Plaintiff in … Continue Reading

Erroneous Jury Instructions Cause Kansas Supreme Court To Reverse Jury Verdict In Trade Secret/Restrictive Covenant Case

Co-authored by Viktoria Lovei.

The Supreme Court of Kansas recently issued an opinion in Wolfe Electric, Inc. v. Duckworth and Global Cooking Systems, LLC, No. 99,536 (Ka. Oct. 21, 2011), a trade secret misappropriation and restrictive covenant case brought by a manufacturer of conveyor pizza ovens, Wolfe Electric, against its former president, Duckworth, and his new conveyor pizza oven company, Global Cooking Systems. At trial, the jury had found in favor of Wolfe Electric on all causes of action, including breach of contract and misappropriation of trade secrets in violation of the Kansas Uniform Trade Secrets Act (“KUTSA”), and … Continue Reading

Another Instance of Alleged Trade Secret Misappropriation Results in Federal Criminal Indictment

Co-authored by Viktoria Lovei.

Following up on a recent post, U.S. v. Pu presents another instance of a trade secret theft case with an international component that the federal authorities have decided to prosecute. Yihao Pu, a former quantitative financial engineer for Citadel LLC, was arrested last Wednesday for allegedly stealing proprietary information related to the Chicago-based company’s trading system as part of a plan to launch his own hedge fund in China. After filing its own civil suit against Pu on August 29, 2011 and obtaining a temporary restraining order, Citadel brought the matter to the federal authorities. … Continue Reading

Once Again, An Alleged International Trade Secrets Heist Draws A Federal Indictment

* Co-authored by Viktoria Lovei.

As we have noted in prior blog posts, alleged thefts of trade secrets are generally handled through the civil court system, and rarely result in criminal prosecution. Nevertheless, where there is an international component to the case or where the magnitude of the alleged theft is particularly significant, the prosecuting authorities will step in, as recently happened in Chicago.

Last week, Chunlai Yang, a former senior software engineer for Chicago-based CME Group, Inc., was indicted in federal court in Chicago and charged with two counts of theft of trade secrets. In the indictment, the government alleges … Continue Reading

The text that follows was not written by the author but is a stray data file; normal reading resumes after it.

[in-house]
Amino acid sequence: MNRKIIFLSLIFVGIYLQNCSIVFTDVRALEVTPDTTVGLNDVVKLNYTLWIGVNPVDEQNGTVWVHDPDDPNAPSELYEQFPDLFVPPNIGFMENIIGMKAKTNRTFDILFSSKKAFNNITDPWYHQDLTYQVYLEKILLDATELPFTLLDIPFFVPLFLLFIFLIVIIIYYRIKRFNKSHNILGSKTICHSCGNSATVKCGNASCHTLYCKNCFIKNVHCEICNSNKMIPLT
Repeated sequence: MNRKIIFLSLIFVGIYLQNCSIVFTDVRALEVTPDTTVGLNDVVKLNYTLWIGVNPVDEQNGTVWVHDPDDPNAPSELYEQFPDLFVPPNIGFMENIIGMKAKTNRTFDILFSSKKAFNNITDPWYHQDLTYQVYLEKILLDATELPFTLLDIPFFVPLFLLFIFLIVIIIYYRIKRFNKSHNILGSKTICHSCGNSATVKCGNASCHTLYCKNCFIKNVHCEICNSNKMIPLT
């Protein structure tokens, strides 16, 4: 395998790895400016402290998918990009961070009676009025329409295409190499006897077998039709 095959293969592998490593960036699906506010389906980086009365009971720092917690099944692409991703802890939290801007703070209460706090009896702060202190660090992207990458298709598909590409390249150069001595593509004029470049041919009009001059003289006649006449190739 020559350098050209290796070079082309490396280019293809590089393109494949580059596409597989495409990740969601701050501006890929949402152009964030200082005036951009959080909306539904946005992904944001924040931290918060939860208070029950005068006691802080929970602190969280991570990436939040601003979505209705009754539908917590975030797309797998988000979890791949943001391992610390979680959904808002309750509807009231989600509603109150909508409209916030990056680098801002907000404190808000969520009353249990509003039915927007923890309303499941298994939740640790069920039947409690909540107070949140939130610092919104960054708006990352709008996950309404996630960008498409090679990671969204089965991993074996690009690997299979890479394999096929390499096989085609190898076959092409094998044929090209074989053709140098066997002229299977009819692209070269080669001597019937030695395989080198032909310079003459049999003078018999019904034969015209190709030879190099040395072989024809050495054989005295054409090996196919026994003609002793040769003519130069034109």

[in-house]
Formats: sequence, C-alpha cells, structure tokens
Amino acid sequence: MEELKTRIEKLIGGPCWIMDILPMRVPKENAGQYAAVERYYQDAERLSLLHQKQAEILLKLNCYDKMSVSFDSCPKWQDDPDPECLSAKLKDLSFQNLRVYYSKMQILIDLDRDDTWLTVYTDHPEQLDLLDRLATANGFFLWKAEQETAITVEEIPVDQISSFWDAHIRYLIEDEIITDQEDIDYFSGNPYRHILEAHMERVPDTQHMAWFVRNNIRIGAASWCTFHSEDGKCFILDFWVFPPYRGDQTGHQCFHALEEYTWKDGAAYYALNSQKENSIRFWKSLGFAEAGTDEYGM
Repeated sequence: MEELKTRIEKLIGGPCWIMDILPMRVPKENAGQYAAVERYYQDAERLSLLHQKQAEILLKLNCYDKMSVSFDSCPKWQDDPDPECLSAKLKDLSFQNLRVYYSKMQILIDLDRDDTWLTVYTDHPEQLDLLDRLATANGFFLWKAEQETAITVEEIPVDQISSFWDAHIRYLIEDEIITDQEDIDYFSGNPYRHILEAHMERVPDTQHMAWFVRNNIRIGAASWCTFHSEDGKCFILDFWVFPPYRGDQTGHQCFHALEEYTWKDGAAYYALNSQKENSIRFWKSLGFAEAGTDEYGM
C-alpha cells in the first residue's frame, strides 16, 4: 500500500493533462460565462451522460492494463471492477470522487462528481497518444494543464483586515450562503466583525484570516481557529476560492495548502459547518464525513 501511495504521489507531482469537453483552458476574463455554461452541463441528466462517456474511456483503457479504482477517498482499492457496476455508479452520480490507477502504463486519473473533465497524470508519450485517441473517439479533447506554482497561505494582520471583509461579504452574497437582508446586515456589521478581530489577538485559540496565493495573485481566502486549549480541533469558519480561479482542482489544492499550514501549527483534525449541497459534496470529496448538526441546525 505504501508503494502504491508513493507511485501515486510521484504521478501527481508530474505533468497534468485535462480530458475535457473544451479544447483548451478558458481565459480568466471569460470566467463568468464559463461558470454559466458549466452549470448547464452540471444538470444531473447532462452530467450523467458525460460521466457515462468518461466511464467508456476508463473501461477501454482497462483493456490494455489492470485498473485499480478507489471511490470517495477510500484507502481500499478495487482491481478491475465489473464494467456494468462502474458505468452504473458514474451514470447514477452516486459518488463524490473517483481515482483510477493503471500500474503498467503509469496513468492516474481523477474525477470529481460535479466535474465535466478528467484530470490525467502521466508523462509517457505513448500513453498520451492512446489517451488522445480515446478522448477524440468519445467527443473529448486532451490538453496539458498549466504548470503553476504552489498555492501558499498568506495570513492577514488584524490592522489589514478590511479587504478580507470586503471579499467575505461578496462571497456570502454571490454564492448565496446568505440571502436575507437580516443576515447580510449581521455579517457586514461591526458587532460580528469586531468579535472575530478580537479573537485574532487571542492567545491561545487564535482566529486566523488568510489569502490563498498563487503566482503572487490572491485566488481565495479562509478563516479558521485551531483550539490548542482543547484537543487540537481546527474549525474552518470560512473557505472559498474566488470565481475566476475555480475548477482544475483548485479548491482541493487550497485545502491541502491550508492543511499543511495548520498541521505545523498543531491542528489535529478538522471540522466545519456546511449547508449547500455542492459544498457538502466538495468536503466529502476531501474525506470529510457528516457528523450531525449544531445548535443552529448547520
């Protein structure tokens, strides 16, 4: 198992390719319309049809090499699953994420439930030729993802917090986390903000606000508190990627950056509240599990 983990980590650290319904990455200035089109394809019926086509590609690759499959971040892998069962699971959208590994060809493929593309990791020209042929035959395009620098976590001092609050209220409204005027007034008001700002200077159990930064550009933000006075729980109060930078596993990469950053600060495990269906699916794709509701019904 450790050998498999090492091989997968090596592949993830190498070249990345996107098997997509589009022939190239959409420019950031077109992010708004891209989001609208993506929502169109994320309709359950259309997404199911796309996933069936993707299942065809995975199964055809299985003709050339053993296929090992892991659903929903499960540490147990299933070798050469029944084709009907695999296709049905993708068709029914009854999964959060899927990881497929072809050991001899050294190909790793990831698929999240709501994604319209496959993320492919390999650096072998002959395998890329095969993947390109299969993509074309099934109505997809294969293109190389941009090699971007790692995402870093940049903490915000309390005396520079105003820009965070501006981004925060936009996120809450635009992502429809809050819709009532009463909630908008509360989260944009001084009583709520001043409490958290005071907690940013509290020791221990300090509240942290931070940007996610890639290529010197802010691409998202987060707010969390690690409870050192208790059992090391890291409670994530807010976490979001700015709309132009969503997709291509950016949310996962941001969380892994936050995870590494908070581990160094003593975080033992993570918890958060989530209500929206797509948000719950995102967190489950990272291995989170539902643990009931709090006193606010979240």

Download Guide To Connecticut Trade Secrets Laws, Published By EpsteinBeckerGreen And The Practical Law Company

The national law firm of EpsteinBeckerGreen, in conjunction with the Practical Law Company, recently wrote and published a statewide guide on the trade secrets laws of Connecticut.

Trade Secret Laws: Connecticut” is written by David S. Poppick of EpsteinBeckerGreen in a “question and answer” format, addressing trade secret and confidentiality laws affecting employers and employees. The focus is on the legal requirements related to protecting trade secrets and confidential information.

“Trade Secret Laws: Connecticut” is the latest in a line of similar guides which EpsteinBeckerGreen and the Practical Law Company have published, regarding non-compete laws of Illinois, Massachusetts, … Continue Reading

Judge Denies TRO In Chicago Hot Dog/Trade Secrets War

Vienna Beef, the official hot dog of the Chicago Cubs, recently struck out in its effort to obtain a temporary restraining order against hot dog rival Red Hot Chicago, Inc. and the grandson of one of the founders of Vienna Beef, Scott D. Ladany.

Among other beefs in its federal court lawsuit, Vienna Beef accused the defendants of misappropriating trade secrets by using Vienna Beef recipes. As evidence of misappropriation, Vienna Beef pointed to Red Hot Chicago advertising material which made reference to using “family recipes” – that is, recipes now owned by Vienna Beef, rather than the defendants.

In … Continue Reading

Just the Stats Please (Round II)! New Study Provides Statistical Snapshot of State Court Trade Secret Litigation

Last year, the Gonzaga Law Review published an exhaustive study of federal court trade secret litigation. This week, it published a companion study of state appellate court decisions involving trade secrets during the period between 1995 and 2009.

Among the state study’s more interesting findings are these:

  • “In the vast majority of trade secret cases, the alleged misappropriator was someone the trade secret owner knew. Specifically, the alleged misappropriator was an employee or a business partner 93% of the time in this state study.”
     
  • “both the state and federal studies confirm that confidentiality agreements with employees and business partners
Continue Reading

Let’s Meet on 1/26/11 in Washington, DC at Our Midterm Briefing

Please join me and other attorneys from my firm, EpsteinBeckerGreen, as we present a full-day program covering labor and employment law topics that have increasingly impacted employers over the past two years. In addition, we will offer an outlook of what we should expect in the coming two years. Our keynote speaker is Darrel Thompson, Senior Advisor to Senate Majority Harry Reid, who will offer comments concerning the agenda of the 112th Congress. We are particularly pleased that Norah O’Donnell, MSNBC Chief Washington Correspondent, is attending the event as our guest luncheon speaker.

For more details and registration information, please … Continue Reading

Update: Former Paint Company Technical Director Sentenced To 15 Months In Federal Prison For Trade Secret Theft

Last September, we wrote about David Yen Lee, a former Technical Director for a painting and coating company who pled guilty to downloading trade secrets from a secure computer system and transferring them to external thumb drives with the intention of using the trade secrets for the benefit of another.

Proving once again that crime does not pay, last week Lee was sentenced to 15 months in federal prison to be followed by three years of supervised release. As a condition of his supervised release, he is also barred from working in the paint industry.
 … Continue Reading